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V/A - Pop Ambient 2005 / Sub Rosa vs. Kompakt

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Artist: V/A

Album: Pop Ambient 2005 / Sub Rosa vs. Kompakt

Label: Kompakt

Review date: Mar. 21, 2005

Kompakt’s Pop Ambient compilations come round regular as clockwork, early in the year, every year. Unlike the Total series, which serves as an annual guide to the label’s dance music arm, offering a potted history of the developments essayed on 12” singles, Pop Ambient celebrates stasis. This is why certain observers consider the label’s ambient stream its least important. But that’s churlish: ambient has never been about development – at least on any scale other than geological – and the conflation of all Kompakt commentary under one dancefloor-focused critical approach delimits the possibilities offered by the label.

Pop Ambient 2005 is a series of discrete moments of intimate eternity. At its limpest – Pass into Silence’s “Blue,” The Orb’s “Falkenbrück” – it sounds gauche, slightly tired, and bucolically New Age. Most of the artists avoid genre-wide clichés – no twittering birds, no relaxation tapes, and no banks of pre-sets. If the contributors rest on any formula, it is one peculiar to Kompakt – rich, silk-draped textures looping around each other at slightly different speeds so that the sounds quietly gnaw at each other, giving an edge to the soporific nature of much ambient. Call it the Wolfgang Voigt effect. Voigt makes a rare appearance, resurrecting the opening track from the final Gas album, Pop. Although it would have been nice to hear something new from Voigt, his Gas albums for Mille Plateaux are all out of print, and as they represent some of his finest work, any reappearance is welcome. Contributions from Triola, Peter Grummich, Ulf Lohmann, Thomas Fehlmann and DJ Koze gracefully plot away using similar co-ordinates. Popnoname’s “Gold” is slightly anomalous, recalling a rough demo take on David Behrman’s On the Other Ocean. Markus Guentner’s “Innenfeld” is Pop Ambient 2005 at its peak – sleepy-eyed rustlings coasting over a thick, glassine web of synth sound. Nothing “develops,” particularly – but whoever demanded that as the sole requirement of music?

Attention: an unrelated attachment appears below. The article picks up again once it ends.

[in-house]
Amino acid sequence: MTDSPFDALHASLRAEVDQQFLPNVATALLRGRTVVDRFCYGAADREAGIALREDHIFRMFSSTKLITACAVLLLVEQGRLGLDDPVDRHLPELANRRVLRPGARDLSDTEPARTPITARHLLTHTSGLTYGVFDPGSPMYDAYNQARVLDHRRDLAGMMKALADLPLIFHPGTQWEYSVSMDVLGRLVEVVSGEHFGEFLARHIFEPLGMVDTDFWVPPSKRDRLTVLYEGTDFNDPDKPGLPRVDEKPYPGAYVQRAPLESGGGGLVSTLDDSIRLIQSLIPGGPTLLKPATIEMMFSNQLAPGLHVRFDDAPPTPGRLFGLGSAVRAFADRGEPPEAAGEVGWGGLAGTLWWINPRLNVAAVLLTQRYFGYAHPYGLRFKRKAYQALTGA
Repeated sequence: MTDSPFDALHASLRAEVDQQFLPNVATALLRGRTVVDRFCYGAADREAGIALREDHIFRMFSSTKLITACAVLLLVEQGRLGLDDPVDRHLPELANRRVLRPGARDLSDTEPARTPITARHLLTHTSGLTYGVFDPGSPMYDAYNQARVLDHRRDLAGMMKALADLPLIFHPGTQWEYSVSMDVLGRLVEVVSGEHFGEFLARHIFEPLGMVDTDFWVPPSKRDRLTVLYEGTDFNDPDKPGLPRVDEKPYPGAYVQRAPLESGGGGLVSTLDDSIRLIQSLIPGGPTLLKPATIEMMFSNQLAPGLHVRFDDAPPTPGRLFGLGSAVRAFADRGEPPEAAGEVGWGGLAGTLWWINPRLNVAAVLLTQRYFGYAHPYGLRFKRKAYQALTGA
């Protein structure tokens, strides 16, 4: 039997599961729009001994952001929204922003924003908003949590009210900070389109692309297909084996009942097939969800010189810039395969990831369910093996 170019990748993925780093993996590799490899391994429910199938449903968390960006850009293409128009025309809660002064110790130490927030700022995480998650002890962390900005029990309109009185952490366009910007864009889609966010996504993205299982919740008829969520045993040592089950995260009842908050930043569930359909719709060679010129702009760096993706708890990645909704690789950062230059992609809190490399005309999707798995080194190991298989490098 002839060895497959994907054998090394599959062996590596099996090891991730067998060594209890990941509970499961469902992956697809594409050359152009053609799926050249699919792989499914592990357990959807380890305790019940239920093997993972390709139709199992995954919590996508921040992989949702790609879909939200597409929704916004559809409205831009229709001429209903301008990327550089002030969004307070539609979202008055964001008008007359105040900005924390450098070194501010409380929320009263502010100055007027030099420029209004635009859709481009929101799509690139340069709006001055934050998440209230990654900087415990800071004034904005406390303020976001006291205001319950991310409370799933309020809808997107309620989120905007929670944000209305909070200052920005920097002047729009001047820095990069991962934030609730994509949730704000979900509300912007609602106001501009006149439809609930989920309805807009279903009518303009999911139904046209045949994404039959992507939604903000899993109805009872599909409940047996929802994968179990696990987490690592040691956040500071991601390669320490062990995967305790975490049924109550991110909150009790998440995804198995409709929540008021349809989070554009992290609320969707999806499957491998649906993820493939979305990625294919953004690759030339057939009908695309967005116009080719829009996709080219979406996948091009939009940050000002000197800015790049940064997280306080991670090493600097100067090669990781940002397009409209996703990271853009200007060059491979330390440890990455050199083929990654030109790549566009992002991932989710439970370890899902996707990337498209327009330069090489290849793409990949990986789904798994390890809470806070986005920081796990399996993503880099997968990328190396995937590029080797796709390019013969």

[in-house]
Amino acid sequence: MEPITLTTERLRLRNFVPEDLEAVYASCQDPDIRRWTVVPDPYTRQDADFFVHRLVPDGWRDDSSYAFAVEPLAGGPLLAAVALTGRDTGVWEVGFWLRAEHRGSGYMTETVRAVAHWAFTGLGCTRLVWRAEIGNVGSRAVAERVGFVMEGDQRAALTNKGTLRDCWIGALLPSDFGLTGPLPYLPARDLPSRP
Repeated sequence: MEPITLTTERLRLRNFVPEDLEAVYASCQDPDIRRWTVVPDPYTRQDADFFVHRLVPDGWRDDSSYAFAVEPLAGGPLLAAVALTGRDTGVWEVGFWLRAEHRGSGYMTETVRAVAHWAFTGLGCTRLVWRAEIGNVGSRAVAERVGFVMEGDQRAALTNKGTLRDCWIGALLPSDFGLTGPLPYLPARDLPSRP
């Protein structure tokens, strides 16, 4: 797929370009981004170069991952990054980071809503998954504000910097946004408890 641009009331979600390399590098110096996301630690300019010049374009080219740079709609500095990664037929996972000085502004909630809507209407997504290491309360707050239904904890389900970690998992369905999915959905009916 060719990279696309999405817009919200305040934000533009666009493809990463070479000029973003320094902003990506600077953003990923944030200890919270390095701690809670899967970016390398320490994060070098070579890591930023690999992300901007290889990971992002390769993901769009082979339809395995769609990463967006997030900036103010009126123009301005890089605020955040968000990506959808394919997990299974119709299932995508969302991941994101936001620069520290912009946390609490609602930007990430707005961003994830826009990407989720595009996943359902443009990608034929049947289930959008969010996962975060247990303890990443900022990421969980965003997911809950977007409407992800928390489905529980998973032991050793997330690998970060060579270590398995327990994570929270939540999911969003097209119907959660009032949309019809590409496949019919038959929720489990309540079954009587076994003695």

Sub Rosa vs Kompakt was originally released in the late 1990s. For many it was the beginning of a love affair with the Cologne-based label. Sub Rosa’s index of remixers – Autechre, Scanner, DJ Olive – are clunky, lifeless, and out-of-sorts next to the graceful glide of Thomas/Mayer’s “Elbchaussee” and Michael Mayer’s peak track “17 und 4,” whose chugging house rhythms and gaseous, fever-struck textures are still absolutely compelling. The only remixer that grapples effectively with the Kompakt ethos is To Rococo Rot, who treat a cut culled from M:I:5’s Maβstab 1:5 12” with the utmost reverence – partly due to the quality of the original, and partly as To Rococo Rot’s own work is not more than a few centimeters from Kompakt on the map of German electronic music. Sub Rosa’s commissioned remixes are dated and clumsy, but the Kompakt originals sound fresher than ever.

By Jon Dale

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